The importance of strength training

Strength training offers many benefits as we age, especially if we are living with chronic conditions.

A woman exercising in the park.
Photo: Pexels/Shvets Production.

As we age, our bodies change and may experience gradual declines in function and ability. The National Institute on Aging (NIA) reports that most adults start losing muscle mass around ages 30 to 35. If not addressed over time, this may progress into a condition called sarcopenia, which is the accelerated loss of muscle mass and strength.

Sarcopenia typically occurs after age 65 and has been connected to fatigue, lower energy levels and weakness. This may be why almost a third of adults over age 70 have issues with walking, climbing stairs or rising from a seated position. One important way to counter this is by engaging in strength training exercises that focus on using resistance or weights to strengthen one’s muscles.

Strength training also increases bone strength by increasing bone mass and bone mineral density. This reduces the risk of osteoporosis, a bone disease that is a major cause for fractures. For people living with diabetes, strength training can help the body utilize insulin better, which lowers blood glucose levels. The American Diabetes Association recommends doing some type of strength training exercise at least twice a week in addition to aerobic activities (like walking, jogging, cycling, dancing and swimming).

Some examples of strength training exercises include:

  • Stretching with resistance bands.
  • Using weight machines or free weights.
  • Rucking (walking with a weighted vest or backpack).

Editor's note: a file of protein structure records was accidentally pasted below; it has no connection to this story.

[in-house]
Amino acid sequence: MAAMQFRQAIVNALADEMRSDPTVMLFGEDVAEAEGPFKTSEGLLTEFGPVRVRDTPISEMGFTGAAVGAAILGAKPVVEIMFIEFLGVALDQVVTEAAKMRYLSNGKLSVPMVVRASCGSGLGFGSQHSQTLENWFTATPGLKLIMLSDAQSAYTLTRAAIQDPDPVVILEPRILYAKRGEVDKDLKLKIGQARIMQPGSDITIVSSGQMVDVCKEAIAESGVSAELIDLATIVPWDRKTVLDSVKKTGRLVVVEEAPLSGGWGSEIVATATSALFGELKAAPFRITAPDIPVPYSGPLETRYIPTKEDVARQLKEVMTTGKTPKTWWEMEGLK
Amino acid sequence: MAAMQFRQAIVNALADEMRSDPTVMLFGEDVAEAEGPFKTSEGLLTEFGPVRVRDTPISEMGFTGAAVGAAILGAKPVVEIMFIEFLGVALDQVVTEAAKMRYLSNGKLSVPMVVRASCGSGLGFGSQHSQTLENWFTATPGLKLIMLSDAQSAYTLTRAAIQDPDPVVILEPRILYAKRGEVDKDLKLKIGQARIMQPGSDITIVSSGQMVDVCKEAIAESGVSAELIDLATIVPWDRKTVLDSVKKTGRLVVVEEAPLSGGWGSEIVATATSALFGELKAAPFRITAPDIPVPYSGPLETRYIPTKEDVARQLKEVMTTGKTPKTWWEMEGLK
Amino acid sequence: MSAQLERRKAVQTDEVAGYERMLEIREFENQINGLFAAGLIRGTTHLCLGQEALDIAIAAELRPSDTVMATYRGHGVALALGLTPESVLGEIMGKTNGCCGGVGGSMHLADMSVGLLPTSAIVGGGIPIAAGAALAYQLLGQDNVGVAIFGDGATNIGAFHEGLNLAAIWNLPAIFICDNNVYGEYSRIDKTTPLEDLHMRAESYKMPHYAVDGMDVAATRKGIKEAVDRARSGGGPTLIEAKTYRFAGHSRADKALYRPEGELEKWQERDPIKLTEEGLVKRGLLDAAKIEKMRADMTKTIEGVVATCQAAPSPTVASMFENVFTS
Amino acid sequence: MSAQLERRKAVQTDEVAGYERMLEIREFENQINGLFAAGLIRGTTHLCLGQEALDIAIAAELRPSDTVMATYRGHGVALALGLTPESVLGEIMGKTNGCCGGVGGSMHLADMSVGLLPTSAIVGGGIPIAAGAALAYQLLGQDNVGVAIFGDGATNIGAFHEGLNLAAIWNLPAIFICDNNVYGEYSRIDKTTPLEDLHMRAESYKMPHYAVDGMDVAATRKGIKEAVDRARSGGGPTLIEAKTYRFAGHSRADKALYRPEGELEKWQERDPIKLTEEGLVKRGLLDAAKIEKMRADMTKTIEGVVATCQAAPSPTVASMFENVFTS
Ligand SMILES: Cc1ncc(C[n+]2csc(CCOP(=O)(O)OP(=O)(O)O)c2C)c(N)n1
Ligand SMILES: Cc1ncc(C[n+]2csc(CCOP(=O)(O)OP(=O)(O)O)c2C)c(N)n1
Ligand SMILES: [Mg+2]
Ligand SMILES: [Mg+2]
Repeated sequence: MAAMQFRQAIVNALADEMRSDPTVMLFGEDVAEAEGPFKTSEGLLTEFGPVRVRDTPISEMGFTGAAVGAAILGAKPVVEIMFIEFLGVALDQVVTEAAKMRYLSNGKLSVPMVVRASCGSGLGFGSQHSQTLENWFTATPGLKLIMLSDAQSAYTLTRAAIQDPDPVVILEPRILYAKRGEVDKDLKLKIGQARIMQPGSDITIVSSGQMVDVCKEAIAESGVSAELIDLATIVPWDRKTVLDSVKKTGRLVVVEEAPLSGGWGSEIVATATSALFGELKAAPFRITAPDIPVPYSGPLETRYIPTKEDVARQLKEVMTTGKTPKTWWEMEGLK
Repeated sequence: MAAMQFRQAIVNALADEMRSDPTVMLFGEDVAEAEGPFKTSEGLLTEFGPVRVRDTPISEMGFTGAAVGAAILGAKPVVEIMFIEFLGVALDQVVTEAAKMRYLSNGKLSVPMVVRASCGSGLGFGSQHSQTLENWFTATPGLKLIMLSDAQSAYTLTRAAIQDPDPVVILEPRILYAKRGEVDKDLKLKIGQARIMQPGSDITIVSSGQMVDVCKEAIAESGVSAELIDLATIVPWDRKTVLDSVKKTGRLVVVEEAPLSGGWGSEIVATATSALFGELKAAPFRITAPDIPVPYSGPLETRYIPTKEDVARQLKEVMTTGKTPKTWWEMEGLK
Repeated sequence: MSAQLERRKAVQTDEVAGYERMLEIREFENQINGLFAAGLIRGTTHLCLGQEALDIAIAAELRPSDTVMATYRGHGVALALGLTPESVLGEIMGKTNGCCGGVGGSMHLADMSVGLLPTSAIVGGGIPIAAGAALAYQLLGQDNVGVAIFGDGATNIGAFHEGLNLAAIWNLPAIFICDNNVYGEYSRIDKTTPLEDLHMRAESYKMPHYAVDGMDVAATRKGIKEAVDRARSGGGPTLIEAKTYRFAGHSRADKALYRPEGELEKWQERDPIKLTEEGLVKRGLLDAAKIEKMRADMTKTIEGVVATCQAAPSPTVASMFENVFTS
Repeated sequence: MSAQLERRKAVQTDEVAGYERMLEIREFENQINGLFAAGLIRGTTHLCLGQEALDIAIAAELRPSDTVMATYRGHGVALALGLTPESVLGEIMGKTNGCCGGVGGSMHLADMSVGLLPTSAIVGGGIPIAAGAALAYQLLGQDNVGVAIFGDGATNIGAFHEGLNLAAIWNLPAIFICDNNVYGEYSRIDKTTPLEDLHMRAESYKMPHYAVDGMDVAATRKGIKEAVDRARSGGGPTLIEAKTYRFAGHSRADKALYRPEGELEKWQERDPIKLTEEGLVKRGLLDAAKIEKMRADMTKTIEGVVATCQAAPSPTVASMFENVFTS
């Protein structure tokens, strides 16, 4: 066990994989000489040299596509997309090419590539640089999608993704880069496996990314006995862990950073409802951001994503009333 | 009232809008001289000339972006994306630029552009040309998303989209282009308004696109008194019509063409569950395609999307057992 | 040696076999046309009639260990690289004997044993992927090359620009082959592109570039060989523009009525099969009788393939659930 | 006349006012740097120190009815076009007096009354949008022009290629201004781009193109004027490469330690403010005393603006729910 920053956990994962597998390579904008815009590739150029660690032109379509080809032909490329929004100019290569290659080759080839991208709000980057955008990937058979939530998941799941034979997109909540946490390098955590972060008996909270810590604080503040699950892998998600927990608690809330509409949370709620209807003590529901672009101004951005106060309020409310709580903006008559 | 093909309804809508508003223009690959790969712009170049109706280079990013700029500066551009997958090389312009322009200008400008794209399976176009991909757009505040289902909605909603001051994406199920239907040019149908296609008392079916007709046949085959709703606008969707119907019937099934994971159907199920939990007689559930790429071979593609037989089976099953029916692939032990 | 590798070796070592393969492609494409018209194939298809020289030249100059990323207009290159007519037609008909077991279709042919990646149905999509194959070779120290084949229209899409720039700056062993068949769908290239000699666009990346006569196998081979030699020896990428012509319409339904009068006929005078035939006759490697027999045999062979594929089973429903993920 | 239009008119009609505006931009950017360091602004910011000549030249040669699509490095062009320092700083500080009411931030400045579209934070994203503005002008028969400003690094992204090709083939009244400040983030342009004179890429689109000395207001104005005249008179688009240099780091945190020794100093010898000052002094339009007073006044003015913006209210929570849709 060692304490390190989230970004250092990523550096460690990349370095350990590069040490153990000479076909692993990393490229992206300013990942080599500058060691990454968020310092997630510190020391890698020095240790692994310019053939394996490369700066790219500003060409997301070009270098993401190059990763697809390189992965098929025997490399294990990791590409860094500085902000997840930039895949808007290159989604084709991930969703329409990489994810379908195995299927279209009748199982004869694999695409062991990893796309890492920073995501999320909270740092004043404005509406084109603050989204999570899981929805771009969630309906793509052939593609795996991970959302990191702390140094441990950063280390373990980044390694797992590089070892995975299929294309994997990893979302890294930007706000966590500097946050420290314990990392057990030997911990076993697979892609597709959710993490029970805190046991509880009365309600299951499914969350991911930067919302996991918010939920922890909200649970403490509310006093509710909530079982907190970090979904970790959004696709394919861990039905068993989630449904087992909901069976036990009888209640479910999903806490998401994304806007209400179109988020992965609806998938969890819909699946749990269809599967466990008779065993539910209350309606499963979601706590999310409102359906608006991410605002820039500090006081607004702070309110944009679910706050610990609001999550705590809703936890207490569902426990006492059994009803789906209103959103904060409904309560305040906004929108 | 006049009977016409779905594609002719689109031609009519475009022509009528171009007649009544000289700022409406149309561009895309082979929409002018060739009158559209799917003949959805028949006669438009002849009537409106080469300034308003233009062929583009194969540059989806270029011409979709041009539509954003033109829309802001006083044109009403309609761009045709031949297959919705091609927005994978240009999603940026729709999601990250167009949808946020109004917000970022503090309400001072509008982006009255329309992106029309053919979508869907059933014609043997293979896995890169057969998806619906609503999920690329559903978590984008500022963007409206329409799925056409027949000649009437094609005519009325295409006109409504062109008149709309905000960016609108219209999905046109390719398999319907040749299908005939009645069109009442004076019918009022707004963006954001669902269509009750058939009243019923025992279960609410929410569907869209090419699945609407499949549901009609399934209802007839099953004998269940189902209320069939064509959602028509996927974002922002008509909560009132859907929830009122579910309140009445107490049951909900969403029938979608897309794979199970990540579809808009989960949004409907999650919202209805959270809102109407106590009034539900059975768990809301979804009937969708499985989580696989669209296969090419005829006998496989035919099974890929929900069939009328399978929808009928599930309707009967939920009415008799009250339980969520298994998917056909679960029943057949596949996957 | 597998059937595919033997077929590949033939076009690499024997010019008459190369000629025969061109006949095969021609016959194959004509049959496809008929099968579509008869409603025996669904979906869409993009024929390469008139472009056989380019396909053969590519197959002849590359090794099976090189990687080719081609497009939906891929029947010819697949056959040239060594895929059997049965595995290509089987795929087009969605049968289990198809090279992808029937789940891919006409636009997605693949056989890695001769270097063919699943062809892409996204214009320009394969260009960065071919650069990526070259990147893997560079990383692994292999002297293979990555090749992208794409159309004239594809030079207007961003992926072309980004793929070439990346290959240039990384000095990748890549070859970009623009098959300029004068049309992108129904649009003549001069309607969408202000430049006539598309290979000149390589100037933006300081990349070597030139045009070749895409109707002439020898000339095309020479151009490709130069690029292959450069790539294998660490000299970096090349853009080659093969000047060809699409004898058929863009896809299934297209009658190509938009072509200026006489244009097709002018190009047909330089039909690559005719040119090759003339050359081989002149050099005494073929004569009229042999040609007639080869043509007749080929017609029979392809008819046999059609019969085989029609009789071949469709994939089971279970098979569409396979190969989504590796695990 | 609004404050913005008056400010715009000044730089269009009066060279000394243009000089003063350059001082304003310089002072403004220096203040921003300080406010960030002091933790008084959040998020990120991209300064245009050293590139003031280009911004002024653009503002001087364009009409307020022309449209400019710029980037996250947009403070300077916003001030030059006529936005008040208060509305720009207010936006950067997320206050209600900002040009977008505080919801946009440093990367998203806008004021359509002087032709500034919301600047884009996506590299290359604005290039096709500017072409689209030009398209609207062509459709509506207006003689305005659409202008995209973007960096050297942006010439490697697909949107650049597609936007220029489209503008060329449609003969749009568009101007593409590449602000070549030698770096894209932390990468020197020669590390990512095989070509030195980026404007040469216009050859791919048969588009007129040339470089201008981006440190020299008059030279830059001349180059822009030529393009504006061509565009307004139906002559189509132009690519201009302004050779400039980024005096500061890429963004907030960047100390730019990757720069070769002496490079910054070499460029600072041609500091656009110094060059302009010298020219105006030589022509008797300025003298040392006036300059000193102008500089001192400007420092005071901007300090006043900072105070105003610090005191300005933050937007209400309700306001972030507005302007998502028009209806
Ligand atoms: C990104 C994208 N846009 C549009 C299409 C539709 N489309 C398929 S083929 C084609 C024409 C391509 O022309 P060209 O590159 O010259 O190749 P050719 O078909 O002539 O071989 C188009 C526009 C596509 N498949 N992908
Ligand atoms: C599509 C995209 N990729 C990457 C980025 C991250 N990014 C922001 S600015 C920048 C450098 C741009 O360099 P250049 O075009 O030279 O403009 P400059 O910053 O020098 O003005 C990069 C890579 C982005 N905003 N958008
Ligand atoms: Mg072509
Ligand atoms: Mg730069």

• Lifting light weights or objects like canned goods or water bottles at home.
  • Using one’s own body as a weight (push-ups, sit-ups, squats, lunges and planks).
  • MSU Extension’s Tai Chi for Arthritis and Falls Prevention program, which improves strength and helps prevents falls and improve balance.

Before beginning a new exercise regimen, share your plans with one’s primary care provider and discuss any questions or concerns. In addition, it is important to consider the following tips from the NIA when strength training:

  • Start slowly. Gradually increase resistance or weights when two sets of 10-15 repetitions can be easily completed.
  • Breathe regularly. Do not hold your breath during resistance training.
  • Exhale as you lift or push, and inhale as you relax.
  • Avoid exercising the same muscle groups (arms, legs) two days in a row.

Regularly incorporating strength training into one’s weekly schedule can help prevent or manage chronic conditions such as sarcopenia, osteoporosis or diabetes, and improve one’s overall quality of life. To find out more about beneficial health practices, programs and resources, visit MSU Extension's Food & Health website.

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